In the nitty-gritty, day-to-day work of building a clean-energy economy, it's easy to lose sight of the bigger picture. Namely that, as much as this movement is about moving markets and cleaner electrons, it’s ultimately about people: improving lives and ensuring a livable planet — not just for some, but for all.
After all, we’re not really "saving the earth." We’re saving ourselves.
Consider companies, climate change and social inequity. A case can be made that the three are so inextricably interconnected that we’ll never achieve one without the others. That means building a clean economy strong enough to lift people out of poverty isn’t just a moral and environmental imperative. It’s a significant business opportunity, too.
Take California, for example, both what’s working and what’s not.
It’s no surprise that California is leading the way on advancing some of the country’s most ambitious climate policies — most recently with SB 100, which requires the state to ensure 100 percent of its electricity comes from carbon-free sources by 2045. But the Golden State has also been out ahead on forwarding climate policies that benefit those disproportionately hurt by legacy fossil-fuel energy systems. SB 535, for example, passed in 2012, mandates that 25 percent of the proceeds from the state’s cap-and-trade program are invested directly in projects that benefit disadvantaged communities.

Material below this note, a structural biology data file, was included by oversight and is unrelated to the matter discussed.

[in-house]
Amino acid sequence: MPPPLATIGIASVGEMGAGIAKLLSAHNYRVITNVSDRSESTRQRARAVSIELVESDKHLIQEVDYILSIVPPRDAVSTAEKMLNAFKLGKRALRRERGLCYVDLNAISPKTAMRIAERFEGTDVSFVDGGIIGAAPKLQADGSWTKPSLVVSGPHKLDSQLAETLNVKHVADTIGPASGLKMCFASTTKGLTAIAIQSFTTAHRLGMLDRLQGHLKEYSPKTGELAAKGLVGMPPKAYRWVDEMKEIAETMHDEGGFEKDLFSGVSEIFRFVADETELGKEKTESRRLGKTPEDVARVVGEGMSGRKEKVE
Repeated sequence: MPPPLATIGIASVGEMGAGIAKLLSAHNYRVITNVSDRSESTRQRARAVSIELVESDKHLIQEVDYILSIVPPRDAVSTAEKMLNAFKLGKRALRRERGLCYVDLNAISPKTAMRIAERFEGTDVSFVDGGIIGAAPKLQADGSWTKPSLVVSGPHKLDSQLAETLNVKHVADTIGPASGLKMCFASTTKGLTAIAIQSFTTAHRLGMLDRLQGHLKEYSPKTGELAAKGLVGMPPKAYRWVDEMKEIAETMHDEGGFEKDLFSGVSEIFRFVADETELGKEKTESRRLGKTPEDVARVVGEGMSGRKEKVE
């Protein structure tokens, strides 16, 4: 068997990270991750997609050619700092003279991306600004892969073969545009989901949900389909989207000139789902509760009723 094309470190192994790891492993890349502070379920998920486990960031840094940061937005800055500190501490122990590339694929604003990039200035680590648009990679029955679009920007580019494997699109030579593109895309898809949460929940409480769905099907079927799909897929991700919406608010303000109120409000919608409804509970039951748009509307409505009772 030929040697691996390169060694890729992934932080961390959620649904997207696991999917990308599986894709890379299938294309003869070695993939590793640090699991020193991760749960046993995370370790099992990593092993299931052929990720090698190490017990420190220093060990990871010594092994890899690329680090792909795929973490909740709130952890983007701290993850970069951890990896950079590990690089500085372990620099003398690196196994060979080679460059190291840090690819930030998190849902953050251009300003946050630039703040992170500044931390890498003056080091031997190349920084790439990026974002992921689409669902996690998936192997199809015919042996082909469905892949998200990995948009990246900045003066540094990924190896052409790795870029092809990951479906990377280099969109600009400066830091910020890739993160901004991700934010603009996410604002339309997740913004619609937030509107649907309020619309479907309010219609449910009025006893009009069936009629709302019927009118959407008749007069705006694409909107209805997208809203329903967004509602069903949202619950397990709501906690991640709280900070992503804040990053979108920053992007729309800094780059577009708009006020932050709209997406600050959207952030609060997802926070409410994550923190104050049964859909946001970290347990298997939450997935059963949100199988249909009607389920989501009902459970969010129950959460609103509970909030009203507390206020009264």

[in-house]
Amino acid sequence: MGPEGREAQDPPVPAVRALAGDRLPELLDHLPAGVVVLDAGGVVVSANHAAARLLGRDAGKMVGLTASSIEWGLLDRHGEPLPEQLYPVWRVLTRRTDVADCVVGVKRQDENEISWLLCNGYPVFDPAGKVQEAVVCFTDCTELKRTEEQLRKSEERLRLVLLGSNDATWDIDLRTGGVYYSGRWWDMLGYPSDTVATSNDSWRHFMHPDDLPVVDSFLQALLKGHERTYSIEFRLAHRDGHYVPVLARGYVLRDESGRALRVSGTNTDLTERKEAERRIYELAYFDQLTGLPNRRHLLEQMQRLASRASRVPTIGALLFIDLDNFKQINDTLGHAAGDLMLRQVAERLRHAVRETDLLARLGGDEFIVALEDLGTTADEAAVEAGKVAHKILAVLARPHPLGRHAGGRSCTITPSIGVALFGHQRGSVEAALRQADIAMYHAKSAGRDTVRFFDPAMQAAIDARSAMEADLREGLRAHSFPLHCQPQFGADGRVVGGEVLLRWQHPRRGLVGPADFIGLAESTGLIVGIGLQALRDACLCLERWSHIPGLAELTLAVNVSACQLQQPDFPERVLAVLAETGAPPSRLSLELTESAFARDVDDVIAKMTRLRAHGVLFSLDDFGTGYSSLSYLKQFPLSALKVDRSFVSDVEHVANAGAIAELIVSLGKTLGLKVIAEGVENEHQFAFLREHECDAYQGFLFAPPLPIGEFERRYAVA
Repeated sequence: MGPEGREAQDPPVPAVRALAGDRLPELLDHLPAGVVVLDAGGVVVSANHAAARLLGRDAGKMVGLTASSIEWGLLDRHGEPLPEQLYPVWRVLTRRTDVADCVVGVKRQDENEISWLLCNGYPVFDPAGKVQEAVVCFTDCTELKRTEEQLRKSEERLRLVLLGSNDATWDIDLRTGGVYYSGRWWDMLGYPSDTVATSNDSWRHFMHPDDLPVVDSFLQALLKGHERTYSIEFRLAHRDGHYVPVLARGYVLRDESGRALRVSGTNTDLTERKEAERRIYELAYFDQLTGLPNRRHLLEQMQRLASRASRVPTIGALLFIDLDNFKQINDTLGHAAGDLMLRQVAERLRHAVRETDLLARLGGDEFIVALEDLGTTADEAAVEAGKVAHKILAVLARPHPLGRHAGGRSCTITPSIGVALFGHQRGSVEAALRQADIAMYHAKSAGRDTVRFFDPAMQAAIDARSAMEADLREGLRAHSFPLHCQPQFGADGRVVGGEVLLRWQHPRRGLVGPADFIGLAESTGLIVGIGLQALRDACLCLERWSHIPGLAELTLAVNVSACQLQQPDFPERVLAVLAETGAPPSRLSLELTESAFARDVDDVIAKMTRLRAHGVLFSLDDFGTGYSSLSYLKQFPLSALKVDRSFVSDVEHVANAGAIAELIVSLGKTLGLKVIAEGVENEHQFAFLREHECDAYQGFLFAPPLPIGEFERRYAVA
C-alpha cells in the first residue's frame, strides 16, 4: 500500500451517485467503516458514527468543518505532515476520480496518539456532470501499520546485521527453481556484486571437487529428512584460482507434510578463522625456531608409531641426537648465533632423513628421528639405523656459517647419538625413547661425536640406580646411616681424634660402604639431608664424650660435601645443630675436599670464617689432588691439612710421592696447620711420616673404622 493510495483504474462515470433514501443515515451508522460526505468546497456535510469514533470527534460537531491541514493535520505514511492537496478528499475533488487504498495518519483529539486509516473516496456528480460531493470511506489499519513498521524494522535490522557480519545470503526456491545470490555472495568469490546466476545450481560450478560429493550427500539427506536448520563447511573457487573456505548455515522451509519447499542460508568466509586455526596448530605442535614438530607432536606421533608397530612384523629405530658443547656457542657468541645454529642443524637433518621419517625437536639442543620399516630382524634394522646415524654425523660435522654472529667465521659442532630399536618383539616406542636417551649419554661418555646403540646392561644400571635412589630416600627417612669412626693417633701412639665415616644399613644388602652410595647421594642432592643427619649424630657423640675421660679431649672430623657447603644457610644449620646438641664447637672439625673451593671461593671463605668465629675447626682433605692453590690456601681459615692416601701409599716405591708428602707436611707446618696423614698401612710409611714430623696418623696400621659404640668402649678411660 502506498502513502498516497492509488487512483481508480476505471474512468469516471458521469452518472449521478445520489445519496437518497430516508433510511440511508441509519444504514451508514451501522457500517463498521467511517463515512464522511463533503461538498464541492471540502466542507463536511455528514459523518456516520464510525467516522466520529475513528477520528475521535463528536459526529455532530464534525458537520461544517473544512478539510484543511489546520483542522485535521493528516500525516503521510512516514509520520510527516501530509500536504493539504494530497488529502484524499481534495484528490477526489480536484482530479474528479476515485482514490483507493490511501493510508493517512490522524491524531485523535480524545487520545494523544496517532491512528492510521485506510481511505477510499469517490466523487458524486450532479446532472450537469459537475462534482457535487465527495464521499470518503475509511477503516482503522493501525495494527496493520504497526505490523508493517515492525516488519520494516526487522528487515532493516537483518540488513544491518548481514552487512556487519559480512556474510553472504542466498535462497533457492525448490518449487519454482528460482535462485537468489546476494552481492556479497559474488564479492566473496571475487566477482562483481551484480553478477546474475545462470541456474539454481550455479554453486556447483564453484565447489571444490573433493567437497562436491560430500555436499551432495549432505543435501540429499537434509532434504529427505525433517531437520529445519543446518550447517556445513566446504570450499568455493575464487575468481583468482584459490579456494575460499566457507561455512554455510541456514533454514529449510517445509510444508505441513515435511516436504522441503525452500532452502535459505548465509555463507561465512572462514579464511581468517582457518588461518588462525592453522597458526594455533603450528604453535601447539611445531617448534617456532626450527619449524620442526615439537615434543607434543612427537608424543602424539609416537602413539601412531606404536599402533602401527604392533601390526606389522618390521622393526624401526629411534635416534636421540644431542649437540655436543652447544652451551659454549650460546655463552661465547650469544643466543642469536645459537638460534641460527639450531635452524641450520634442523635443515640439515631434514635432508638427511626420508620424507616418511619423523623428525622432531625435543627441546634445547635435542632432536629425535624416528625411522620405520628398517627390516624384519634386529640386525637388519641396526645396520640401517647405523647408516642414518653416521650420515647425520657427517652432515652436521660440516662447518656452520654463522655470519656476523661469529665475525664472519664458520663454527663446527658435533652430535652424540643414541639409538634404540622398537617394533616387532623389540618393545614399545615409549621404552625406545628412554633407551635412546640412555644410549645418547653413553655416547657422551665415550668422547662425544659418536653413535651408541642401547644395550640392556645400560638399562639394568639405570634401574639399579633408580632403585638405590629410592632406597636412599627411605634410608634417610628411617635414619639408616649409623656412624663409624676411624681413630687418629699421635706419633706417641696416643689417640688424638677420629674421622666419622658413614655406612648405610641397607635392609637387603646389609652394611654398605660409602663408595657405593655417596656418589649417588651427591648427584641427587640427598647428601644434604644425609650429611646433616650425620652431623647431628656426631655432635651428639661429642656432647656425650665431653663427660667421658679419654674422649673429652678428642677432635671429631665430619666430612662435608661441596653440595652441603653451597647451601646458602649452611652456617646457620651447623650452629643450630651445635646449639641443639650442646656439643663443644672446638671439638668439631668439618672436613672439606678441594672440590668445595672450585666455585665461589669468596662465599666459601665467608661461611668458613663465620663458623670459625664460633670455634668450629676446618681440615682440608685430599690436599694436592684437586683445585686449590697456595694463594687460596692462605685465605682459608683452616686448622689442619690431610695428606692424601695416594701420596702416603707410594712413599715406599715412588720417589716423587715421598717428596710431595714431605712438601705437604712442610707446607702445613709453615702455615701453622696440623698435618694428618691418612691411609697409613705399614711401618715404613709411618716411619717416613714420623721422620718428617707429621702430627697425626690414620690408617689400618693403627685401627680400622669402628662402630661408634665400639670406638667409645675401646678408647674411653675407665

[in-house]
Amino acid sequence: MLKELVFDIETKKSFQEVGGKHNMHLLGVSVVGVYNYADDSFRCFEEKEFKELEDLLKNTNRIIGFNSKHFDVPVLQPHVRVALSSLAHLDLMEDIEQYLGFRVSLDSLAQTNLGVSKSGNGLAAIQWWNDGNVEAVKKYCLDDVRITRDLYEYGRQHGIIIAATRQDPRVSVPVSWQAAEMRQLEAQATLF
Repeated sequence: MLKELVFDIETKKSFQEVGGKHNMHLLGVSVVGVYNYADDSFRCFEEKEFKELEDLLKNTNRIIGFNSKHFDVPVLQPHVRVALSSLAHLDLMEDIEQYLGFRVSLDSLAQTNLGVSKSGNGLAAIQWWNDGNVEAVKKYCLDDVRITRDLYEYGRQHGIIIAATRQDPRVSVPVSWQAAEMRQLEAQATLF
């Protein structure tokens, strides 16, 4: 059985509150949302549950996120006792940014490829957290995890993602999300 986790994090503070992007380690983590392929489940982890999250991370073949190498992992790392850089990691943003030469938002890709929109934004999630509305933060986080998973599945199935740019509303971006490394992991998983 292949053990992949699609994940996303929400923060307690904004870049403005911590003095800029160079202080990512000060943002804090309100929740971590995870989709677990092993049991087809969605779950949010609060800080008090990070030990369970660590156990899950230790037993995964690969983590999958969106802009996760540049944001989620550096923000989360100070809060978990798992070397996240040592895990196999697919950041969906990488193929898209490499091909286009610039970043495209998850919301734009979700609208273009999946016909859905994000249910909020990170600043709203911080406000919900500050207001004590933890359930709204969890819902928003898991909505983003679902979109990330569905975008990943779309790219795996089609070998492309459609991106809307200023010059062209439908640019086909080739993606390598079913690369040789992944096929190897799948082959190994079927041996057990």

And yet, despite California’s climate ambition, low-income communities and communities of color in the state — and elsewhere — continue to benefit the least and suffer the most from a changing climate. Low-income families, who are far more likely to rent their homes and therefore have limited access to solar or efficiency upgrades, pay over half of their income on energy bills — 53 percent, on average, according to the Greenlining Institute's research into energy equity. They also bear the greatest negative health impacts. Sixty-two percent of California residents living within six miles of an oil refinery or cement or power plant are people of color — and their children are four times more likely to have asthma, compared to Caucasian children, missing an average of 1.1 million school days annually, just from asthma alone.
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